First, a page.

My inaugural tip for the Expert Searching blog comes, fittingly, through a chain of colleagues passed down mentor to mentee. I believe this tip originates from the irreplaceable Dean Guistini of HLWiki.
Ovid Medline recently added a feature to add search strategy annotations, but it’s clunky and annoying. To add annotations, you have to click several times, and to top it off, they aren’t even visible while constructing and executing the search. How useless is that?
However, there’s a secret nobody has told you: it’s always been possible to add annotations to your searches! Simply add square brackets to the end of any line. Any text inside the square brackets is meant to be read by people only; the computer disregards this content. These in-text annotations are a useful way to document the search process and to see what sets of concepts you are combining.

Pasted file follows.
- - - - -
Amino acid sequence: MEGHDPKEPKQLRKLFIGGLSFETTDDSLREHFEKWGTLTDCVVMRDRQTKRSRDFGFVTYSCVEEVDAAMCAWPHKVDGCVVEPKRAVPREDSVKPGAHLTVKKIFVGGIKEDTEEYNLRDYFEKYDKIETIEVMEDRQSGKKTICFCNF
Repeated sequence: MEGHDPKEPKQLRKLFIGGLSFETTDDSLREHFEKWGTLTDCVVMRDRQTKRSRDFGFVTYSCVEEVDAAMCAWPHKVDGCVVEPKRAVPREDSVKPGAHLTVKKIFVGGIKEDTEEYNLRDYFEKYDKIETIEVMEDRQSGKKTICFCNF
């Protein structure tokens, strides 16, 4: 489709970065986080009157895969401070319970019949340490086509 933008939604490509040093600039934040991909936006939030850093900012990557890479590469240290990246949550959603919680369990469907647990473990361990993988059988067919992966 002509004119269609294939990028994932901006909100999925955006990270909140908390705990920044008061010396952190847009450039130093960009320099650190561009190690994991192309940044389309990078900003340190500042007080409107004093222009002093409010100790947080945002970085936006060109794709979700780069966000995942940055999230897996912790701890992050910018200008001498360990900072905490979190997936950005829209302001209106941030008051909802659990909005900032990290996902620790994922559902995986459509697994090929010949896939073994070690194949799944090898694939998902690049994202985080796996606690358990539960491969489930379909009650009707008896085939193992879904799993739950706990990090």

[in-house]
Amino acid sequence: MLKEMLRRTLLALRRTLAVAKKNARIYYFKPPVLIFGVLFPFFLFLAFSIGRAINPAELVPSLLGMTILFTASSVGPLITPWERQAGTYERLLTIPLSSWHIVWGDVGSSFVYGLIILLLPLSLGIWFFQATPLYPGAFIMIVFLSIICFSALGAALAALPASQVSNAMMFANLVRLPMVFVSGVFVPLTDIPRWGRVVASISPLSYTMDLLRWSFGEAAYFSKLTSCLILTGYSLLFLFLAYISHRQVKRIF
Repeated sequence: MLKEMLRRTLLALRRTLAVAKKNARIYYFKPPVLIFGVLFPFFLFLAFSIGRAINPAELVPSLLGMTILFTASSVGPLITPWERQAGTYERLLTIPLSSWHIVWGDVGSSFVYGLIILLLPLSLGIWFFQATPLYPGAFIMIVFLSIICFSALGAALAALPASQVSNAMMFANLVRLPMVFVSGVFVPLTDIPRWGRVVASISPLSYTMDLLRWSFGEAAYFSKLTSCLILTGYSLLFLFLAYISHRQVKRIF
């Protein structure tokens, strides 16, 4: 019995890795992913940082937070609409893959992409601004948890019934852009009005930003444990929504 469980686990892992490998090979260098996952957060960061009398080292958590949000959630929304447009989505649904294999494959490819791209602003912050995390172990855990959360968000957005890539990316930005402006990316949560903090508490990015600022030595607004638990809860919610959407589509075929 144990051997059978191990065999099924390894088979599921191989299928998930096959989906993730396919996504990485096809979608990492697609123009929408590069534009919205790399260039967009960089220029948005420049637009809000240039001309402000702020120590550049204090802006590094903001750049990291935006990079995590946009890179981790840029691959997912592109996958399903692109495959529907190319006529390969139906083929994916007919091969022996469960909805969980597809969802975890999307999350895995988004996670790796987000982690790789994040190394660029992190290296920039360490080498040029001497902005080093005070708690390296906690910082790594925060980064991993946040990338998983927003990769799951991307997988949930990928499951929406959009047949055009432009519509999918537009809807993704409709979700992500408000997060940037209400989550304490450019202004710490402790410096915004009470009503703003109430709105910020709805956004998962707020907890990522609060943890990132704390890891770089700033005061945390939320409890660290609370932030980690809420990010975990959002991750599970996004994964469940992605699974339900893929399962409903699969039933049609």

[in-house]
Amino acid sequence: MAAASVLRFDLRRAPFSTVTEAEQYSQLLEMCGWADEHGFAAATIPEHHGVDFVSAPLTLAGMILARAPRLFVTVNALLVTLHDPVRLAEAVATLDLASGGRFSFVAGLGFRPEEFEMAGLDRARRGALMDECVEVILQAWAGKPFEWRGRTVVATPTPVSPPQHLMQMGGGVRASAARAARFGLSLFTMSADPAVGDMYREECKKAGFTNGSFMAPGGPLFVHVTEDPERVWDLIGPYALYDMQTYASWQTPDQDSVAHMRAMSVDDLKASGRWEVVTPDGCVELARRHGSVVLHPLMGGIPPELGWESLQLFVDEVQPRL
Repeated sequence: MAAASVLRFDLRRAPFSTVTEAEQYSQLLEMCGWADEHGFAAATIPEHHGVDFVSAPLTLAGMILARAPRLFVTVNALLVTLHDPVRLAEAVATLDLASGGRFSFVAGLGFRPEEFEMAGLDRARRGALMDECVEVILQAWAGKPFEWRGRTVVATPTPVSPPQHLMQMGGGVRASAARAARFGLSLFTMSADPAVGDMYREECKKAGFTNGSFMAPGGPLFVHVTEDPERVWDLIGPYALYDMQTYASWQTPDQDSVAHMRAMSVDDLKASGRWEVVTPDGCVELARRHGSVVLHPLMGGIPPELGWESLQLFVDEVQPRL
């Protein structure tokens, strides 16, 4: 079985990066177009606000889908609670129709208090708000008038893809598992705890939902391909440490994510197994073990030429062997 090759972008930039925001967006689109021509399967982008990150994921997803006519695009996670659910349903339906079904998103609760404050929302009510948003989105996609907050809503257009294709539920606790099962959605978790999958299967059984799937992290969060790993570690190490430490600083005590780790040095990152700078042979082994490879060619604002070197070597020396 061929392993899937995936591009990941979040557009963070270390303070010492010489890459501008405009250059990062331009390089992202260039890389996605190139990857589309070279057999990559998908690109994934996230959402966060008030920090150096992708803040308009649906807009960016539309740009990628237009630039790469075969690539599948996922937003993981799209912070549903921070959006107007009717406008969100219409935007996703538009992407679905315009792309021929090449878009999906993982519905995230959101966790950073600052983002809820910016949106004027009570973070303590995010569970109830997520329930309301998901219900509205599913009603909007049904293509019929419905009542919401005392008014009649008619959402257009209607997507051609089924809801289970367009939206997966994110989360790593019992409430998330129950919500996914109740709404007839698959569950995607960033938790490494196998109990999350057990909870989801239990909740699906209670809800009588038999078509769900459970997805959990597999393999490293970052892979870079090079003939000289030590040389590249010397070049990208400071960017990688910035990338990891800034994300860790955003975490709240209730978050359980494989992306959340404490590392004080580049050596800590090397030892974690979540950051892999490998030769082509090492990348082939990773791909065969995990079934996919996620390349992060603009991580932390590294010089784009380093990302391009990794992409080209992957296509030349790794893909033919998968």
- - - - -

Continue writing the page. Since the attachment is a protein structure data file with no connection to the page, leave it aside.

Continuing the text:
Another way to use the square brackets are to add them to a line all by themselves. This helps separate parts of the search very clearly. If you’re testing out lots of different terms and combining concepts all over the place, it’s a good way to look back on your work and see what’s going on.
Why annotate your work?
- Others will be able to understand your search strategy
- You will be able to understand your search strategy!
- It shows your thought process and rationale for making different decisions
- It makes everyone happy because it doesn’t look like gibberish
That’s it for today; see you all next week!